Seven Things To Avoid During Pregnancyby by Nancy Price
Whether firsthand or secondhand smoke, pregnant women serve their babies well by keeping away from it. This isn't some conspiracy against smokers: countless medical studies have reported on the dangers of cigarette smoke. Risks include increased risk of miscarriage, ectopic pregnancy, and stillbirth, and can also alter your baby's brain development (resulting in a lower IQ or mental retardation), and turn a potentially healthy baby into a low-birthweight baby or one who might succumb to SIDS.
Listeria monocytogenes (commonly known as Listeria) is a type of bacteria found in some types of cheese. Soft, white, Mexican-style (such as Queso Blanco and Queso Fresco) cheeses are those at greatest risk of being infected, although the FDA reports that past studies also have implicated feta, Brie, Camembert, and blue-veined cheeses such as Roquefort. They also state that no problems have been found with hard cheeses (cheddar, Swiss), processed slices, cottage cheese, or yogurt. During pregnancy, you and your baby are both vulnerable to infection, so avoid risk and skip the soft cheese.
Raw or undercooked meat
According to FDA Consumer, toxoplasmosis is acquired by eating raw or undercooked meat contaminated with the parasite (or by exposure to contaminated cat feces). Toxoplasmosis can also be transmitted to a fetus through the placenta, but the fetus is presumed to be at risk only if the mother has a primary, active infection during the pregnancy. CDC estimates there are between one and three congenital Toxoplasma infections per 1,000 live births in the United States each year. Only 10 percent of those infants develop symptoms, but of them, 85 percent develop severe neurologic and developmental problems, and approximately 12 percent die. Of those who have no symptoms at birth, up to 85 percent may develop chronic recurring eye disease and learning disabilities. Toxoplasmosis can also cause miscarriage, stillbirth, and pre-term birth.
In 1990, FDA issued an advisory to state and local regulatory agencies recommending that fish served raw, marinated, or
partially cooked be blast-frozen. However, pregnant women should not eat raw fin fish or shellfish because, although freezing kills most parasites, it does not kill bacteria.
Deli Meats and Under-cooked meats
Can anyone forget the massive luncheon meat recalls from early 1999? Be wary of items you might find behind a deli counter -- especially those which may have come into contact with infected cheeses. Also risky: undercooked poultry and hot dogs (and similar meats) that have not been thoroughly reheated. According to the FDA, pregnant women may contract flu-like symptoms of listeriosis; complications can result in miscarriage, stillbirth, or septicemia or meningitis in the newborn. It takes from one to six weeks for a serious case of listeriosis to develop, although flu-like symptoms may occur 12 hours after eating contaminated food.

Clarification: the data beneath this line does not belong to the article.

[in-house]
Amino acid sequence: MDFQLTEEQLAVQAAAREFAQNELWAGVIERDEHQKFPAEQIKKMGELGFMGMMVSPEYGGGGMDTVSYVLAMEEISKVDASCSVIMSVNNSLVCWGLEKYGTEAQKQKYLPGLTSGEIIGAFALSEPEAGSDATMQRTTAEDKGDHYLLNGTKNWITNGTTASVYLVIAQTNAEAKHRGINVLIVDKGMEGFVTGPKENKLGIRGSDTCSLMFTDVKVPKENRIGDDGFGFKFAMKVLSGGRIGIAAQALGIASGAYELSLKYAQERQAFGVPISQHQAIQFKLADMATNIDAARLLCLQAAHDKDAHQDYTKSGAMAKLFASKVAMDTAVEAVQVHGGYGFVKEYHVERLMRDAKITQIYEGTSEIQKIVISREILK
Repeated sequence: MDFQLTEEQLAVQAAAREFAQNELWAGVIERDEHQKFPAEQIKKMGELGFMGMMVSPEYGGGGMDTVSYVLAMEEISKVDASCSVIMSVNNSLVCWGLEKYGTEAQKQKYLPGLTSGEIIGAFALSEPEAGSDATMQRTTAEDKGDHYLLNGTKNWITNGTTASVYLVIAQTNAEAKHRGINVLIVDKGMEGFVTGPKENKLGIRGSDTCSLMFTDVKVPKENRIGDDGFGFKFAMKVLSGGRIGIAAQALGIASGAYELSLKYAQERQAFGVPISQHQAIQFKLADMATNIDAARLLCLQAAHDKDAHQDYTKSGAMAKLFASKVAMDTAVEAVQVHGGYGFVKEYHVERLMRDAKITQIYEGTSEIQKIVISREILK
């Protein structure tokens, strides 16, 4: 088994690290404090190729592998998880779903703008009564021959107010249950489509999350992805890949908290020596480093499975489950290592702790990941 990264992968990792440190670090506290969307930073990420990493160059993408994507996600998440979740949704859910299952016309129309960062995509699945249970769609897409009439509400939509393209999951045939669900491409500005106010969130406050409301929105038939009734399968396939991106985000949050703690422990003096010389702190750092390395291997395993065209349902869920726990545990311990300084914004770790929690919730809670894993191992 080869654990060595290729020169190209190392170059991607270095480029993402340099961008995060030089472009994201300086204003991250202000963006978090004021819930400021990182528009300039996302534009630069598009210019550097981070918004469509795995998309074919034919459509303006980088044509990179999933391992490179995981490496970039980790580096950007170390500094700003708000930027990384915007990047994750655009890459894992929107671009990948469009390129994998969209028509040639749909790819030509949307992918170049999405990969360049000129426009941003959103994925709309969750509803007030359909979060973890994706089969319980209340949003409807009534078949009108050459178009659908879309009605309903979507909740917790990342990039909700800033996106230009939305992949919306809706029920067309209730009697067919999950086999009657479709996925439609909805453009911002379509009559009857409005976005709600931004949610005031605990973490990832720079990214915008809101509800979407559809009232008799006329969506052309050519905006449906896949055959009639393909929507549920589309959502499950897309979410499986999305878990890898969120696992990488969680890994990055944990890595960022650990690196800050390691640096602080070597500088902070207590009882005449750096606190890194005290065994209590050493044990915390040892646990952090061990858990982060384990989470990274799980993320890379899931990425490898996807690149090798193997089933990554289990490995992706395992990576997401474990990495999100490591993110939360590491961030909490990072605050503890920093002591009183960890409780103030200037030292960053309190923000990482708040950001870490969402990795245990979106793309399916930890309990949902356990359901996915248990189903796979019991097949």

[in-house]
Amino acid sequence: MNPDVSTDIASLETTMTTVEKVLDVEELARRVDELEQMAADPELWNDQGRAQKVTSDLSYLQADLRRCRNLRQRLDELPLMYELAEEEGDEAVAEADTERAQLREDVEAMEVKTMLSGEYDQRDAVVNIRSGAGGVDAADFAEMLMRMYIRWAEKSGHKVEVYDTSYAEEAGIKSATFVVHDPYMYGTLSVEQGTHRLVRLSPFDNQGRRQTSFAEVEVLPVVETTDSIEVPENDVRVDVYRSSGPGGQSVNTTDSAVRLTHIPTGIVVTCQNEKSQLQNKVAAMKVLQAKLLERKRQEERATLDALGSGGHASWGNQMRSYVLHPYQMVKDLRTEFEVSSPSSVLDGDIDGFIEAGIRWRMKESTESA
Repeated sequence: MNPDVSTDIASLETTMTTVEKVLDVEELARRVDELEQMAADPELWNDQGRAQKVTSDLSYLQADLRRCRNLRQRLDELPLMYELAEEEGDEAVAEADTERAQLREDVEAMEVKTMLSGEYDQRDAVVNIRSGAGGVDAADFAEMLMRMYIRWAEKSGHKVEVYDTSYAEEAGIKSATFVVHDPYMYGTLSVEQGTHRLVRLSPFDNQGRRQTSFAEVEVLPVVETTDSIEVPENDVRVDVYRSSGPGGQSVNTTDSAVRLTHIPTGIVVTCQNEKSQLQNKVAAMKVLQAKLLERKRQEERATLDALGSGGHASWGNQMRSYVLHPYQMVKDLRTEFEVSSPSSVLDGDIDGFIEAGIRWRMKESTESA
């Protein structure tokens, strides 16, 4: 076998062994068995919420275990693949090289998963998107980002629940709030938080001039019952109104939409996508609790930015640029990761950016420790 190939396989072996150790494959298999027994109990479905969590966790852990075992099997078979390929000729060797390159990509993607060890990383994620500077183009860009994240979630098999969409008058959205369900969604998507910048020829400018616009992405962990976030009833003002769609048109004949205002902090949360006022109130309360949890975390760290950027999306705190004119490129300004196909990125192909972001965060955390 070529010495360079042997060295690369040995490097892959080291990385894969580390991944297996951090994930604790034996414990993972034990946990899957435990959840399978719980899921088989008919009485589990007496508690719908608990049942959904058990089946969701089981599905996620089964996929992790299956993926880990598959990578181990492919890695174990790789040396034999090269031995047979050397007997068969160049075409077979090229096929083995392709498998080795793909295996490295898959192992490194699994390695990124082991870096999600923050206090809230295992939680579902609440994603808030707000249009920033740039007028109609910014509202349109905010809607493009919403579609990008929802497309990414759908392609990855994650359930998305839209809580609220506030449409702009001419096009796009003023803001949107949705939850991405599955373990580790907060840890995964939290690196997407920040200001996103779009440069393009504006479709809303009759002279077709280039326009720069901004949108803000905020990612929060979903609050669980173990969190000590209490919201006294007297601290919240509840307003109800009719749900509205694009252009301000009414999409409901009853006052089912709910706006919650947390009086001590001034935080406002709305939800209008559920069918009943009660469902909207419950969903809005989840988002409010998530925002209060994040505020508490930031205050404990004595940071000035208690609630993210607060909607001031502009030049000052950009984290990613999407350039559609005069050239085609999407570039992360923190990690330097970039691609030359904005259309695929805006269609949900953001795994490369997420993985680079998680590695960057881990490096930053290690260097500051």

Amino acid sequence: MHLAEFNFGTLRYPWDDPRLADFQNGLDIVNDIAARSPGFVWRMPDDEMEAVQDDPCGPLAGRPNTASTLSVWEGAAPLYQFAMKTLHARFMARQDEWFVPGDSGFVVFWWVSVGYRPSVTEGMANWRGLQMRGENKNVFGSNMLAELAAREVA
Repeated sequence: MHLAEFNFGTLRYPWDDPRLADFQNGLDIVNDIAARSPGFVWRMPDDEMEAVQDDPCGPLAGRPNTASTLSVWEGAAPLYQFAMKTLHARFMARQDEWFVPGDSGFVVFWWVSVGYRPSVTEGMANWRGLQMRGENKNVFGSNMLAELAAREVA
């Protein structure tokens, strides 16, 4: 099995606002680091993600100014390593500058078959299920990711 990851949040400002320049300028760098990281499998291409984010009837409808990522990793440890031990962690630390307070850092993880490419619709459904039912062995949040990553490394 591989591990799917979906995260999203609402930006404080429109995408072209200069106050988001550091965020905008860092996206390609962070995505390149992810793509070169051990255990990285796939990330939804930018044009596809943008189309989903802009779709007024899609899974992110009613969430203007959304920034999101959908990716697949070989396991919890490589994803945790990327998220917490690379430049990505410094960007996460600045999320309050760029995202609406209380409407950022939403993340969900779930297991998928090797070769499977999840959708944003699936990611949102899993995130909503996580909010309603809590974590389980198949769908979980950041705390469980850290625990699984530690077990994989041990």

If you drink alcohol, it can hurt your baby's growth, and your baby may have physical and behavioral problems that can last for the rest of his or her life. Children born with the most serious problems caused by alcohol have fetal alcohol syndrome. Learn more here.
According to the National Institute on Drug Abuse, when a pregnant woman uses drugs, she and her unborn child face serious health problems. During pregnancy, the drugs used by the mother can enter the baby's bloodstream. The most serious effects on the baby can be HIV infection, AIDS, prematurity, low birth weight, Sudden Infant Death Syndrome, small head size, stunted growth, poor motor skills, and behavior problems. Several herbs (just because it's "natural" doesn't mean it's safe) and "everyday" medications are also of concern, and aspirin and other drugs containing salicylate are not recommended throughout pregnancy, especially during the last three months, except under the supervision of a qualified medical professional.
Caffeine -- a stimulant found in colas, coffee, tea, soft candies, chocolate, cocoa, and over-the-counter and prescription drugs -- has been a controversial topic in pregnancy nutrition for more than a decade. A 1980 study by FDA found that caffeine, when fed to pregnant rats, caused birth defects and delayed skeletal development in their offspring. At that time, although the human implications were unknown, FDA advised pregnant women to eliminate caffeine from their diets. Find out more here
My name is Nancy Price, and I'm a mom as well as the co-owner/Editor of three sites: Myria, the magazine for mothers (http://myria.com); ePregnancy, a site for expectant parents (http://ePregnancy.com) and SheKnows.com, a web directory for women. Already a freelance writer - my work has appeared in Parents, Parents Expecting, Baby, the San Francisco Chronicle and elsewhere - I taught myself web design several years ago because it was a creative way to bring my ideas to a larger audience. Of course, web work has now eclipsed much of my writing work, but I still look forward to writing the occasional article for our sites and to share with others. :-)
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